Drum-roll please – the only senior players we can surmise that will be left at the club are: Robbin Ruiter, Adam Matthews, Donald Love, Paddy McNair, Lee Cattermole, George Honeyman, Lynden Gooch, Callum McManaman, Aiden McGeady, and Duncan Watmore.

For the math geniuses among you, you’ll have spotted that amounts to a grand total of ten senior players. Ten. To put that in context, that’s the same number of players we start a game with when Jack Rodwell is in the starting line-up.

Hibernian v Sunderland - Pre Season Friendly
Jack Rodwell being Jack Rodwell.
Photo by Mark Runnacles/Getty Images

However, the sorry state our squad is in could potentially become its saving grace.

After all, when the new owner comes in they will want a blank slate to work from and not have to worry about moving on the considerable deadwood, for that will seemingly happening by default in just four months.

And it could potentially mean we can start anew.

This is what other teams of similar stature did when they dropped down to League One - so there does exist a blueprint for success next season.

For instance, Southampton created a new role for Les Reed as Head of Football Development during their first season in the third tier. The rest is history; their recruitment process continues to bear fruit whilst they maintain Premier League status (Van Dijk being the latest big-money deal to give the club significant profit - for want of an understatement).

Another example is Leicester, who concentrated on signing youth players either on loan (Harry Kane, Jesse Lingard, Michael Keane) or permanently (Danny Drinkwater, Ben Mee) and built a platform for the future. This allowed them to go from strength to strength as they were promoted first into the Championship, and then into the Premier League - which, of course, they ultimately won!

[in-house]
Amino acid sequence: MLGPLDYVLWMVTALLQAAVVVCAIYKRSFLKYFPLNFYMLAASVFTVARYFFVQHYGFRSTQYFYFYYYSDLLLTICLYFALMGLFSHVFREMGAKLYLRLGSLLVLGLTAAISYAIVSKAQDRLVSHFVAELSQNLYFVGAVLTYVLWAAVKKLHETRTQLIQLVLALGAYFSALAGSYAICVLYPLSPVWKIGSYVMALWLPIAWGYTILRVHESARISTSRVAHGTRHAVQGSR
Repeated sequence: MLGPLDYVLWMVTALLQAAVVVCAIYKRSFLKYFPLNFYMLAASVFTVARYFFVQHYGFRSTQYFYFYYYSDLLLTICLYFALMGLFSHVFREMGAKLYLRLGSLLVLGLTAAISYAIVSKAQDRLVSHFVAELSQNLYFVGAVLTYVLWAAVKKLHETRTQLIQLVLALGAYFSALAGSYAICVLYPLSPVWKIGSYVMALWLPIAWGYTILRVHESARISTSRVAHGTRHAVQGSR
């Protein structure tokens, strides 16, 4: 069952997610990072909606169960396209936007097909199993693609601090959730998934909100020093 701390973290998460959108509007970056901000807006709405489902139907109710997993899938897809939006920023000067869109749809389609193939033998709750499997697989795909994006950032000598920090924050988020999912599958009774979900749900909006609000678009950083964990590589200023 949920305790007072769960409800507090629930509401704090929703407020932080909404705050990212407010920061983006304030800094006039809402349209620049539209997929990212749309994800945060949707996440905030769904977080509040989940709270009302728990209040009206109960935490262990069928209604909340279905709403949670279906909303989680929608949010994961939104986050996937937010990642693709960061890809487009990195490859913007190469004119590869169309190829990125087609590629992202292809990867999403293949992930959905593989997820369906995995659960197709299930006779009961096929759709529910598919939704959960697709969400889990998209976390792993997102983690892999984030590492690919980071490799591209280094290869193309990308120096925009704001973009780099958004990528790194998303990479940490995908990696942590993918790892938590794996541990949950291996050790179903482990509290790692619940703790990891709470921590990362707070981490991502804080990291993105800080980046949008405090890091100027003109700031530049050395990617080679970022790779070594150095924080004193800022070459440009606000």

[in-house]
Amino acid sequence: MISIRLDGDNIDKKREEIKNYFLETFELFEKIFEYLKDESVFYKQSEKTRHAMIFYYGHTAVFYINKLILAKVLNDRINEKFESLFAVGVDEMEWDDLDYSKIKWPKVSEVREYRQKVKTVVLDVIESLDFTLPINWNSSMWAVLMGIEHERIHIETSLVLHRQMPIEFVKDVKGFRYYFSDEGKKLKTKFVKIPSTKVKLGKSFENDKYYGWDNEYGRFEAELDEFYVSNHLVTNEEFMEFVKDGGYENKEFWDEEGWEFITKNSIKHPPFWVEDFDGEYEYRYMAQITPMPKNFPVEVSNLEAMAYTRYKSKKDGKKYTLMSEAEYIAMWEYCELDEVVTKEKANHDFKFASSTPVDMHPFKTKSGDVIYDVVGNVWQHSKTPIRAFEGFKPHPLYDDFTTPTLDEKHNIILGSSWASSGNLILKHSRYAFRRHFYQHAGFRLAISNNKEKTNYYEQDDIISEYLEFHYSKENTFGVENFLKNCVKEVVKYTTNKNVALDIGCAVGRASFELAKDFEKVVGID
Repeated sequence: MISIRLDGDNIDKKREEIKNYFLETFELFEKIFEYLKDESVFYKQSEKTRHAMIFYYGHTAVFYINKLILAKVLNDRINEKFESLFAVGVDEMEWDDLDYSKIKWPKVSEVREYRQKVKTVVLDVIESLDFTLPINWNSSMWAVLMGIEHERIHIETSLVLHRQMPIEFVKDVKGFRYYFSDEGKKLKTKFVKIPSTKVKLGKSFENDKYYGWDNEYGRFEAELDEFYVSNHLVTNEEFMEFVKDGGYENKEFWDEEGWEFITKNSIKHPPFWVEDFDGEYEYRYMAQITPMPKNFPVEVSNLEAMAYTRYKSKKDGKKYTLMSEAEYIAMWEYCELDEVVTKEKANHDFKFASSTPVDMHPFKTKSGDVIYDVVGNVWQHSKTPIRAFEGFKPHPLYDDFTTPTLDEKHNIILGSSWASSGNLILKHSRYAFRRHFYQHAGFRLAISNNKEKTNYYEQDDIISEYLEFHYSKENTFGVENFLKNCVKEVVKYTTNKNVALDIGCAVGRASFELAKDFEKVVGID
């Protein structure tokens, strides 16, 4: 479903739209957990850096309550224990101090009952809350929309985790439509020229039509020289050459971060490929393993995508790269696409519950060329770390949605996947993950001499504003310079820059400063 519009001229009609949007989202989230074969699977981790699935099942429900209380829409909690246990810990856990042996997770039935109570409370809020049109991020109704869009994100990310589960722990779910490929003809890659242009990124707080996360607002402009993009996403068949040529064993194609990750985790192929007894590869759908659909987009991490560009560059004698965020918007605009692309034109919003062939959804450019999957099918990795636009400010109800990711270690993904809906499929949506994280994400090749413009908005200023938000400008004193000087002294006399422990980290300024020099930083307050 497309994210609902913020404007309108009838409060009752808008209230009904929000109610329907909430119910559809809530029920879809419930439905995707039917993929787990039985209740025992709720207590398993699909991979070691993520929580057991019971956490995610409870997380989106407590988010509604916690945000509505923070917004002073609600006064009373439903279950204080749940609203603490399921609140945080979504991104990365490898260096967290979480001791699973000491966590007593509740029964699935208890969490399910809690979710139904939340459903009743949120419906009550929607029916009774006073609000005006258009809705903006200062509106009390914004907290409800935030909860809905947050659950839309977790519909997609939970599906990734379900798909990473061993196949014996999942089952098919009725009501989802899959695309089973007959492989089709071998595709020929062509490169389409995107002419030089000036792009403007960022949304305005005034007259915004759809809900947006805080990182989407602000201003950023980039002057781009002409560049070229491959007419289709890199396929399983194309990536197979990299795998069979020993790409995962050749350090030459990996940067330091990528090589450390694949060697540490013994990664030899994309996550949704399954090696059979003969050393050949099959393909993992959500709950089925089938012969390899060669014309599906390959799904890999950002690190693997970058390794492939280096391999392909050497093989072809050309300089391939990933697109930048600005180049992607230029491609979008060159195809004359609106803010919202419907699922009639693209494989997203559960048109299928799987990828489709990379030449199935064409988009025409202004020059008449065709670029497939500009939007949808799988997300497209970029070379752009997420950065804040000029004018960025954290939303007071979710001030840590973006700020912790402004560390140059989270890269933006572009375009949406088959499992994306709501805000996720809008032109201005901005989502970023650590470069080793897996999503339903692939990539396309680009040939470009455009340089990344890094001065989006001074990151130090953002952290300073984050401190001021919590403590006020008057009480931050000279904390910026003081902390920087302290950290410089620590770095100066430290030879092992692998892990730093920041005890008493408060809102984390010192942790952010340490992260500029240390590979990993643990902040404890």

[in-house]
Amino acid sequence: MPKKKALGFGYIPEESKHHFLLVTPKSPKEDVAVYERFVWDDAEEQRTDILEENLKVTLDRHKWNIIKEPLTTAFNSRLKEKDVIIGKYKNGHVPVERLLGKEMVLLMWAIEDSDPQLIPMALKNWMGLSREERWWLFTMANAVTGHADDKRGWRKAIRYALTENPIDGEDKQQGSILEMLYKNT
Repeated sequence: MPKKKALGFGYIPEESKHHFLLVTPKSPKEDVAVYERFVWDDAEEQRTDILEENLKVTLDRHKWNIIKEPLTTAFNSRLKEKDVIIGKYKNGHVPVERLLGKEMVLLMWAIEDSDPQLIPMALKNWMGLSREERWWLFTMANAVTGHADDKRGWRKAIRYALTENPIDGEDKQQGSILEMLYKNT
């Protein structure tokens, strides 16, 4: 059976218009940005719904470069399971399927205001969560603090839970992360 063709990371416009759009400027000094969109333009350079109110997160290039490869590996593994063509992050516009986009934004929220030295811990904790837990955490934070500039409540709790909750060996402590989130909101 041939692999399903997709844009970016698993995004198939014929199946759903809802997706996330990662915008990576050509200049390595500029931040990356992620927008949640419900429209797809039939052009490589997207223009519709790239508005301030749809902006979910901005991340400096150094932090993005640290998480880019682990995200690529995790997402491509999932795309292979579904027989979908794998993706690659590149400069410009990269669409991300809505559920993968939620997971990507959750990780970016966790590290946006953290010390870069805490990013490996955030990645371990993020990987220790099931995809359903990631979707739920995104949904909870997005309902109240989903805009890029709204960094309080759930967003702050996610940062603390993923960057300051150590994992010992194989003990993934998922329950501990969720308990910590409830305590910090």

Harry Kane celebrating with fellow Leicester players after scoring for the Foxes while on loan.
Leicester City via Getty Images

In Chris Coleman we have a manager who fits the stature of our club. With the greatest respect to Simon Grayson, he looked like a fish out of water most days. It is crucial that when a new owner comes in, Coleman is able to give Sunderland a new identity that isn’t just “pushovers”. Like many I’ve grown sick of hearing that word being used to describe our performances.

Coleman should be given every opportunity to concentrate on recruiting players that will be part of our long-term future to join the few that will remain. No more John O’Sheas; no more Lee Camps, the deadwood is being moved on so it’s time to build a team we can be proud of again.

Martin Bain may be just one rung up from Ellis Short in the fiery pits of hell, but at least he planned for the worst case scenario last summer – back-to-back relegations. With so many players tied to short-term deals, we have the opportunity to breathe new life back into a squad that has been on life-support for at least three seasons.

It might just be the most appealing aspect of the club to a prospective new owner - and it might end up being the reason we can start afresh next season.

God knows we need to.